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"Pull" Barcode Scanning Could Be Android's Killer App

timothy posted more than 5 years ago | from the be-a-frugal-gourmet dept.

Cellphones 296

Seor Jojoba writes "The release of T-Mobile's G1 Smartphone is shifting focus away from push-based barcode scanning, where embedded URLs send you to locations of a vendor's choosing. There is now more interest in pull-scanning, where product information is retrieved from user-specified sources. It may be that QR-Codes and other 2D barcodes will have their thunder stolen by 1970s-era linear barcodes. On the iPhone, scanning a 1D barcode is slow and unreliable. But the G1's improved optics and Android's improved access to image scans has made 1D scanning quick and useful, opening the gateway for killer apps that help people make spending decisions."

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Freedom is the killer app (5, Insightful)

QuantumG (50515) | more than 5 years ago | (#25187883)

Let's just hope Google (and her telco partners) don't fuck it up.

Re:Freedom is the killer app (4, Insightful)

Tyger (126248) | more than 5 years ago | (#25188359)

My bet is on the stores to screw it up. Most stores get edgy about you whipping out a camera in their store. Now use that camera to potentially lose them money and see them throw a big hissy fit.

Re:Freedom is the killer app (2, Insightful)

QuantumG (50515) | more than 5 years ago | (#25188417)

You must go to different stores to me.

Besides which, who cares about this bar code scanning crap? What's important is that we have an open platform with some decent market penetration that an industry can grow up on.

Re:Freedom is the killer app (5, Insightful)

ijakings (982830) | more than 5 years ago | (#25188419)

If a store trys to stop me whipping a camera out to compare prices ill just not shop there. If they dont stop me theres just a possibility I may not shop there. If they try to stop me using my own device they can fuck right off, even if they are the cheapest. ill just go to the next cheapest etc.

Pretty drunk so please dont mod me harshley for this mini rant

Re:Freedom is the killer app (4, Insightful)

AvitarX (172628) | more than 5 years ago | (#25189091)

Pricing isn't necessarily the killer app though.

it's reviews of products. There is a lot of stuff I see, and would buy at a store, but can't tell if it sucks or not.

Often times the instant gratification out-weighs the price savings of online. But rarely does it out-weigh the risk of crap.

I would probably spend more at retail stores with this device.

Re:Freedom is the killer app (1)

kesuki (321456) | more than 5 years ago | (#25188483)

you're missing the point. even if google and her telco partners screw it up, you can still make a google g1 appstore app and a website and everytime people scan an item with the g1 they give a location and price, and in return they get a list of locations and prices near them.

even if google screws it up, anyone willing to becoem an android developer can fix it. except for 1 thing. the cost of using all the bandwidth this is going to take...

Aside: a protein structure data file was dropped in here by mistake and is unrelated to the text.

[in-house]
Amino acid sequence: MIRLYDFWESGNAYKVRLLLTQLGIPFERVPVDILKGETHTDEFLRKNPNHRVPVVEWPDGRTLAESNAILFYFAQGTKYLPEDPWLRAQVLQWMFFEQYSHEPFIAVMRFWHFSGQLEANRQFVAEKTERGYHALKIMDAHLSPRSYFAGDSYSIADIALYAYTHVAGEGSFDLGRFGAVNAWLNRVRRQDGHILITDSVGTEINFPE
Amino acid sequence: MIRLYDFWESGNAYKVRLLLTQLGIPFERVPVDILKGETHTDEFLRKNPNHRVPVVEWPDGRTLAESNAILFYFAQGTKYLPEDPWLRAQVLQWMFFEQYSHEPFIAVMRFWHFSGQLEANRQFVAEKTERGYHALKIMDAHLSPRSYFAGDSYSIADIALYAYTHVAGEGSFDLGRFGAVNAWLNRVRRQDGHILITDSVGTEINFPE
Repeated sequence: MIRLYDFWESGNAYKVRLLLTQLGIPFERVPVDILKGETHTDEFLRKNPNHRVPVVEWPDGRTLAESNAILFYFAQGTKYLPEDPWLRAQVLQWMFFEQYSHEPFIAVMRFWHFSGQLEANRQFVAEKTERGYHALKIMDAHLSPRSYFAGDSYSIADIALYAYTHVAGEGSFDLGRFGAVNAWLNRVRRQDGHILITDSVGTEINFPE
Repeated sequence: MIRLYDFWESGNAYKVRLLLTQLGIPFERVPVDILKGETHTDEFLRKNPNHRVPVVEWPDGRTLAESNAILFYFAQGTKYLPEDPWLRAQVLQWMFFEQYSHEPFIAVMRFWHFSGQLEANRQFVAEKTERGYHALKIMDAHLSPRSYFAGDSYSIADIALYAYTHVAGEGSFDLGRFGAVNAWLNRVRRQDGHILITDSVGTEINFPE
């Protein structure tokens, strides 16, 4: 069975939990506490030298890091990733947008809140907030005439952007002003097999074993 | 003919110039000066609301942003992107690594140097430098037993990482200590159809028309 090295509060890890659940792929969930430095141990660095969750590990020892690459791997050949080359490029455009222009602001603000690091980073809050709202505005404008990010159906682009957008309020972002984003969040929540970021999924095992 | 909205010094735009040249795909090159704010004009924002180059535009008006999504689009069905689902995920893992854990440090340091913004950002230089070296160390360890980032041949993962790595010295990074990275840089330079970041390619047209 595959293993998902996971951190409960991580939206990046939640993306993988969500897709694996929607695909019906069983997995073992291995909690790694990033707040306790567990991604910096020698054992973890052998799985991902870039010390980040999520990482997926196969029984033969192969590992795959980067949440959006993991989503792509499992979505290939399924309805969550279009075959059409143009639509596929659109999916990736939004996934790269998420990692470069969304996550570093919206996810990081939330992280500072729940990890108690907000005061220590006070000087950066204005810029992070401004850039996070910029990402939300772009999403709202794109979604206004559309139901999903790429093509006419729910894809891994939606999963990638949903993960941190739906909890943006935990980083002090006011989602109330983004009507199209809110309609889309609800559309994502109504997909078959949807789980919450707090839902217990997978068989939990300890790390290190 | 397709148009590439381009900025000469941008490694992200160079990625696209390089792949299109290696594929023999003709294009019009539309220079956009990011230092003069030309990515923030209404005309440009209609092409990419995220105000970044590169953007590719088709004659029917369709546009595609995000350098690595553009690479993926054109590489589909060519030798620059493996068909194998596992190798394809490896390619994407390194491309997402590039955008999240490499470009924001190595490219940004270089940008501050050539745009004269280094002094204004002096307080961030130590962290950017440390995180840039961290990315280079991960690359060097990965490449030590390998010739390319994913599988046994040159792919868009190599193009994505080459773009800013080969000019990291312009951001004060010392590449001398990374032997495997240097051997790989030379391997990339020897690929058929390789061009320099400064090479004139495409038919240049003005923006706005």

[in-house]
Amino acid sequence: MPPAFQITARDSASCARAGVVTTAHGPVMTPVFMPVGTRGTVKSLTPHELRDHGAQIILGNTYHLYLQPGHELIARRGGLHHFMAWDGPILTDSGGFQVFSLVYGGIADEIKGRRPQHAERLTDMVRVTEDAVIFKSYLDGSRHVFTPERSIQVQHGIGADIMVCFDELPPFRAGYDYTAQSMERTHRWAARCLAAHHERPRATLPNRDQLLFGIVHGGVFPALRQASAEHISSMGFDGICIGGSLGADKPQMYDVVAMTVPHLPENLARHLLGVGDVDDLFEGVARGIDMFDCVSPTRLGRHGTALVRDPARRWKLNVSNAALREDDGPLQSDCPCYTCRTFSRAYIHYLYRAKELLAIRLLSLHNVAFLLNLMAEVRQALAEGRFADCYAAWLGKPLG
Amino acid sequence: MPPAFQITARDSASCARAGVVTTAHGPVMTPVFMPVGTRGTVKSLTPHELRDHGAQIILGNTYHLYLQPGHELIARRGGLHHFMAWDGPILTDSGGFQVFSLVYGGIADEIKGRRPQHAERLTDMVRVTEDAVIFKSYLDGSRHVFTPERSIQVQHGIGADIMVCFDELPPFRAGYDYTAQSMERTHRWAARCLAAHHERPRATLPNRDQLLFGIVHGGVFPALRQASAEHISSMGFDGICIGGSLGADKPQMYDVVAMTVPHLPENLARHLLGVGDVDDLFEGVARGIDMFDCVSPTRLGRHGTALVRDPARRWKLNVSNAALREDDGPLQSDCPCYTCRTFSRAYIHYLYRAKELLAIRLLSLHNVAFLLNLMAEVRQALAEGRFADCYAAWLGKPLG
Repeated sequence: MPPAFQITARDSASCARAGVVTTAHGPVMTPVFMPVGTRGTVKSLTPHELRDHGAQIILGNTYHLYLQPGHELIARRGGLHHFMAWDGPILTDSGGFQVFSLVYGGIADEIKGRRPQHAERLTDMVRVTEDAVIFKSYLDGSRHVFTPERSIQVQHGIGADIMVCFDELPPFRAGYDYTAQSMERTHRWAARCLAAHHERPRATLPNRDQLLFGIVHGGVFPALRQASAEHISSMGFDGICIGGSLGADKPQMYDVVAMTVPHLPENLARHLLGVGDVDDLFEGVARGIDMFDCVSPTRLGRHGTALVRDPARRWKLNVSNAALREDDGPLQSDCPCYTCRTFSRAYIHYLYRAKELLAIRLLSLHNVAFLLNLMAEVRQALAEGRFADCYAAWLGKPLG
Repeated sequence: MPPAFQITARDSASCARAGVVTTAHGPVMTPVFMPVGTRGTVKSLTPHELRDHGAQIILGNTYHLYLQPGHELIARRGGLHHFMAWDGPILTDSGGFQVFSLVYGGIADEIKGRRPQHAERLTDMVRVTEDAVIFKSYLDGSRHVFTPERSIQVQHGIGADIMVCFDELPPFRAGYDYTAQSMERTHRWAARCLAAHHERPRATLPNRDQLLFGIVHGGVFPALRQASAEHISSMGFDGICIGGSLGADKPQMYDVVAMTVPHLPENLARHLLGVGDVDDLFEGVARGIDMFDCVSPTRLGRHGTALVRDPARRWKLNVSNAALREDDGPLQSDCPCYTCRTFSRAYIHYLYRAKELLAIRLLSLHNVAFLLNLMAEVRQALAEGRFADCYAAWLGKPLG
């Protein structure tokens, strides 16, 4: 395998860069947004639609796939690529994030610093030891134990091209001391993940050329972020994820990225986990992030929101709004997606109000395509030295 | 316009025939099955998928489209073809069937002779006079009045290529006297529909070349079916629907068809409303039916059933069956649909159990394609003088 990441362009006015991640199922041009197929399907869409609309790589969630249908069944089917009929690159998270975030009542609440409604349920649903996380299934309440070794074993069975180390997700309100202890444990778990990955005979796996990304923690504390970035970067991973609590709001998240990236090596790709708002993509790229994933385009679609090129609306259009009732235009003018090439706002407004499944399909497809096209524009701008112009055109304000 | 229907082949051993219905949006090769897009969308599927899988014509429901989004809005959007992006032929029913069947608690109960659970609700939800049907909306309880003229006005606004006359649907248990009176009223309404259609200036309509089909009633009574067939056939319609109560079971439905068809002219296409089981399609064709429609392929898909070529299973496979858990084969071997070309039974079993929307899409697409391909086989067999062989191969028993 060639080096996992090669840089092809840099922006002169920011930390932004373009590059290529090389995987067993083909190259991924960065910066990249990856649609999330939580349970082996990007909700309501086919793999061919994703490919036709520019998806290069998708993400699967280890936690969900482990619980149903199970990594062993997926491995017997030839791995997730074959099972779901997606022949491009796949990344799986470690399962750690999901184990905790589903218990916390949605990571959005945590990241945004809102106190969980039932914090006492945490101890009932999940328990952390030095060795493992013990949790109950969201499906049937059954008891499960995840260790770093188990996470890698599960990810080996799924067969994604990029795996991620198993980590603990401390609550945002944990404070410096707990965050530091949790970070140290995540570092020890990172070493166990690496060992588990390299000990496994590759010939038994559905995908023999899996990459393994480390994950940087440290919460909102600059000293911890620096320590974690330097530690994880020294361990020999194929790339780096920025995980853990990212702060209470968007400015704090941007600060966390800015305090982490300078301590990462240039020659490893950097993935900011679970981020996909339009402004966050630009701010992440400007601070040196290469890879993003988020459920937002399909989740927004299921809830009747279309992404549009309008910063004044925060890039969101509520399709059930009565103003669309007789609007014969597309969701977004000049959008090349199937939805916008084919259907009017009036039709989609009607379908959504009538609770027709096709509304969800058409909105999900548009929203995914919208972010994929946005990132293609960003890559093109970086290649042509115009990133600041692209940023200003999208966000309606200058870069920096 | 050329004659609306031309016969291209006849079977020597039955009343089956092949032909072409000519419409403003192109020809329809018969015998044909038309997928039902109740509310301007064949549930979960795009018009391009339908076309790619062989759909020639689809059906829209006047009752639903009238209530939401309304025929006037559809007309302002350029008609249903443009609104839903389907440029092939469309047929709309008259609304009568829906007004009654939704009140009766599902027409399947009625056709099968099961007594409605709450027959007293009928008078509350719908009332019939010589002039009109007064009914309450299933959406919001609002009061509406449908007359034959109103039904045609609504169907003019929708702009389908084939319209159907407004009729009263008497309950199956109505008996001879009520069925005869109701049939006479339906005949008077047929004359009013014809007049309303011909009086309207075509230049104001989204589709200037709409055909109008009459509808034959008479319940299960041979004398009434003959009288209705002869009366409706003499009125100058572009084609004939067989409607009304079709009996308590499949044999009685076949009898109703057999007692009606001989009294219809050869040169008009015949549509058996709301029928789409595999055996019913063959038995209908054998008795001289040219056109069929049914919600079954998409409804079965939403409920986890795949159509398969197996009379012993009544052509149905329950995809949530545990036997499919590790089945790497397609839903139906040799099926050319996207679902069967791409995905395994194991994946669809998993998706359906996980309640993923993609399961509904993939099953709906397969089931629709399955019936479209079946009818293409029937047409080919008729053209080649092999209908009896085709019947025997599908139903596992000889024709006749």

well, you don't have to send the photo, so what you send is a 10 digit number (actually 12 digits, 10 weren't enough) then a price (probably less than 10 digits, i don't think yachts come with barcodes) then a location, less than 2 120 character lines. to make it simple for users just have a postal code and a small name field. it would be nice if on starting the name of a place a 'suggestion' list showed up like with the google toolbar... so people can just click it and not need to remember everything...

so the amount of bandwidth is trivial, a few k to send, and a few k in the receive. maybe more if the product is available from hundreds of locations, perhaps you only send the first 4 and a 'more' button and have 'by price' 'by location' search optimizations...

a little bit of coding work, it's not rocket science the hard part is getting local people to put the data in to get people to start using it... if you're starting off with 1 city, you can go around to supermarkets and do it yourself while beta testing the app..

smells like a polecat (4, Informative)

sohp (22984) | more than 5 years ago | (#25187911)

Or a CueCat [wikipedia.org] . We know how big of a killer app.

Re:smells like a polecat (-1, Offtopic)

Anonymous Coward | more than 5 years ago | (#25187943)

Or a CueCat [wikipedia.org] . We know how big of a killer app.

Those things feel very good up the ass.

Re:smells like a polecat (5, Insightful)

Seor Jojoba (519752) | more than 5 years ago | (#25187965)

Well, this time, you will not have to carry around a plastic toy cat with you and look like a damn fool. That could make all the difference, you know.

Re:smells like a polecat (0)

Anonymous Coward | more than 5 years ago | (#25188457)

You forgot the computer the CueCat also required.

Re:smells like a polecat (1)

FooAtWFU (699187) | more than 5 years ago | (#25187987)

This one is portable, and also makes phone calls and surfs the Web on its own (you don't need to lug things back to your desk). And it'll work off regular UPCs.

Re:smells like a polecat (2, Funny)

PPH (736903) | more than 5 years ago | (#25188057)

The 1990s called. They want their technology back.

Re:smells like a polecat (4, Interesting)

gravis777 (123605) | more than 5 years ago | (#25188189)

Yeah, what a great idea that was. Let's give away scanners, and then people can scan a barcode and be taken to a website, so its ad supported. Problem was, to get that barcode, you pretty much had to own the item, at which time, you were like, um, what is the point of researching the item AFTER you buy it. Kind of a gimick.